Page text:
CHICAGO, IL (November 10, 2017) — Covenanters routinely share links to social media articles and videos that Covenant News Service believes may be of interest to others. Each Friday we post five of them. Following is a sample of those submissions—their inclusion does not represent an endorsement by the Covenant of any views expressed.
The article focuses on veterans returning to college, but much of it is applicable to veterans re-entering the rest of society as well. The church has a great opportunity to be a place of welcome for people who struggle to find their place.
From the article: “In my conversations with student veterans, I found them struggling with their new identity. Many realize they are no longer a service member, but they do not, at the same time, feel like a student. As one student veteran told me, he had a ‘disjointed’ identity. He was trying to figure out who he was.”
This is a must-read article for parents and future college students who are anxious about choosing a major. You’ve probably heard all, or at least most, of these myths stated as truth. i.e., “liberal arts majors are unemployable,” or “it’s important to choose a major early.” This piece is a good reminder that we should value people for their unique gifts and skills and not just for their earning potential.
From the article: “Students get plenty of advice about picking a major. It turns out, though, that most of it is from family and friends, according to a September Gallup survey. Roughly 11 percent had sought guidance from a high school counselor, and 28 percent from a college adviser. And most didn’t think that the advice was especially helpful. Maybe it’s because much of the conventional thinking about majors is wrong.”
The Methodist church in Maplewood, Minnesota, began reaching out to its community and making connections they had never considered prior to their decision to live like they were dying.
From the article: “ ‘We gave up on survival,’ said the Rev. Rachael Warner, then a rookie pastor in her first assignment. ‘We decided if our church only had a few more years left, we wanted them to be years of full integrity—our values, lived out. We decided to let the Holy Spirit show us where to go and follow without reservation.’”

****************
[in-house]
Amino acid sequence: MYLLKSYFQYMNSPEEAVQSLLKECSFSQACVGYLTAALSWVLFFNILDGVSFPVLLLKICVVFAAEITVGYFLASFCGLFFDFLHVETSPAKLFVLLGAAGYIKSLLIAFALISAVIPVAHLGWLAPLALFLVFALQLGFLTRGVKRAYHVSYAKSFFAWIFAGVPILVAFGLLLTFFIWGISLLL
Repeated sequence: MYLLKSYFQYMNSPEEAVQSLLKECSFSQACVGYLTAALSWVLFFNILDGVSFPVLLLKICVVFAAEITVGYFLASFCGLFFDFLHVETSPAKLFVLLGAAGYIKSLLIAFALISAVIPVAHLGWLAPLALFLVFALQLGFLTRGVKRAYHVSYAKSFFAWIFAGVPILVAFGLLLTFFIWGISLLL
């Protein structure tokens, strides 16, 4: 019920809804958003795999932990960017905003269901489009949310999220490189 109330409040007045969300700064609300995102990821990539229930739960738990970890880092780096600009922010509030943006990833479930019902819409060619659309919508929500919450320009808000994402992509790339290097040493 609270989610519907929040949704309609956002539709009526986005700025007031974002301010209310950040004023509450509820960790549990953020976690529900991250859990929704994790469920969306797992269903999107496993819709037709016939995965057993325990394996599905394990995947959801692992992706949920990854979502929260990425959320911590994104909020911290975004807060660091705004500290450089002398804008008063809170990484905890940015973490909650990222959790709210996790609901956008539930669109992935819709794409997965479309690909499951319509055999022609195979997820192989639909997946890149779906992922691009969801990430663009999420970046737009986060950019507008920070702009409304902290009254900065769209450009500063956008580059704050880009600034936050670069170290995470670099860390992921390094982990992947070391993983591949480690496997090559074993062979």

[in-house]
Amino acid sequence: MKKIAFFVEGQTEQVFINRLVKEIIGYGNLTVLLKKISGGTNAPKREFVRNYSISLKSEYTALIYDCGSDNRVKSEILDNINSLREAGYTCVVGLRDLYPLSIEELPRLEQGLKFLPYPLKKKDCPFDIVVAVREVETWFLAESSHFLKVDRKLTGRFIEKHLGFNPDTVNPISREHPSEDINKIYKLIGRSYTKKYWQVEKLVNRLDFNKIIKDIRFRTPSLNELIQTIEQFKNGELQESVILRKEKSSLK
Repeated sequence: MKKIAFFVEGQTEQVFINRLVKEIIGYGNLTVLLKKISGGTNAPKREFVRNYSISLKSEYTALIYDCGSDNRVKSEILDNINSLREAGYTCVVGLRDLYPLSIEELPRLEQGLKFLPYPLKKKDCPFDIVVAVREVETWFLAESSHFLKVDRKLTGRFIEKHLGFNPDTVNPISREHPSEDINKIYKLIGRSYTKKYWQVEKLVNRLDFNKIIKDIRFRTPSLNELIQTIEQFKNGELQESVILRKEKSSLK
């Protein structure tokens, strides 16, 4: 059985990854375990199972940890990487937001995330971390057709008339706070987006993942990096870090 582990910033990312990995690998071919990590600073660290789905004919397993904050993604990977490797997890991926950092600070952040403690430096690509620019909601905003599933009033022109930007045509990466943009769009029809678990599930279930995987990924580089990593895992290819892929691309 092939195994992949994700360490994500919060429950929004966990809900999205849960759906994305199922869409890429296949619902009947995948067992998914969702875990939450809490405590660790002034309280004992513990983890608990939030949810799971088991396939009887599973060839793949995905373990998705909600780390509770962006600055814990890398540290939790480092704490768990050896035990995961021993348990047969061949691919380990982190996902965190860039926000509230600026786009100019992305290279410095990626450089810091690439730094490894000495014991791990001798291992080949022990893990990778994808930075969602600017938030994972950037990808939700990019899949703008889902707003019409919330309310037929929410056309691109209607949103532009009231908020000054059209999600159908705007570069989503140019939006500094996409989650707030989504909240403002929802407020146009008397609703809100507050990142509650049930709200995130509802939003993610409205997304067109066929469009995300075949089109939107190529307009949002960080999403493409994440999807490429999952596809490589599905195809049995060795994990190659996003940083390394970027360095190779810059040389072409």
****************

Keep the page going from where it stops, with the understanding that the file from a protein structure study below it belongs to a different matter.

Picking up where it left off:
The quarterback already is one of the football “immortals,” and says he has the formula for longevity that will help the body go well beyond the limits we think possible. He has been selling the method to others, saying, “If you want proof that pliability and the TB12 Method works, I’m it.”
From the article: “The oldest story in sports is not an athlete dying young. The oldest story in sports is an athlete getting old and playing past his prime, somehow hoping to avoid the inevitable. In September, Tom Brady released a book titled ‘The TB12 Method: How to Achieve a Lifetime of Peak Performance,’ in which he attempts to rewrite the oldest story in sports. It is a brief against the inevitable, irresistible not because it supplies its readers with their own blueprint for beating the clock or because it provides access to the teachings of Brady’s fitness adviser and business partner Alex Guerrero, but rather because Brady is living his method, and we don’t know how his story ends.”
It is unclear why anyone need to know these facts, but our wonder at what God has made possible isn’t simply utilitarian.
From the article: “In no particular order, here are some mind-bendingly incredible facts that we didn’t learn at high school, but wish we did. Because I certainly would have paid a whole lot more attention if my teacher had shared a few of these insights in class.”